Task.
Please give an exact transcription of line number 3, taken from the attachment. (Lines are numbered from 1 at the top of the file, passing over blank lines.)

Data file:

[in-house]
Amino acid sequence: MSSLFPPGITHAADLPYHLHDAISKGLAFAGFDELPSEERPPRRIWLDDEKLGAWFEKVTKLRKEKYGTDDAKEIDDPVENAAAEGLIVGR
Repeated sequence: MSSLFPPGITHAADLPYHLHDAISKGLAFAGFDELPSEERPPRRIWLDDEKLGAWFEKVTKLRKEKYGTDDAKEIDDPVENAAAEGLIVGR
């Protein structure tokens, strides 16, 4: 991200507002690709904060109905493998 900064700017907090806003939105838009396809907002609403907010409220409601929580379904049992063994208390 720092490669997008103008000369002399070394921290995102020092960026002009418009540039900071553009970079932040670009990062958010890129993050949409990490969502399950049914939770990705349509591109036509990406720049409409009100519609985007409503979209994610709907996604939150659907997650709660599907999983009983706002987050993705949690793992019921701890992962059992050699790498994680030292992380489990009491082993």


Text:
Repeated sequence: MSSLFPPGITHAADLPYHLHDAISKGLAFAGFDELPSEERPPRRIWLDDEKLGAWFEKVTKLRKEKYGTDDAKEIDDPVENAAAEGLIVGR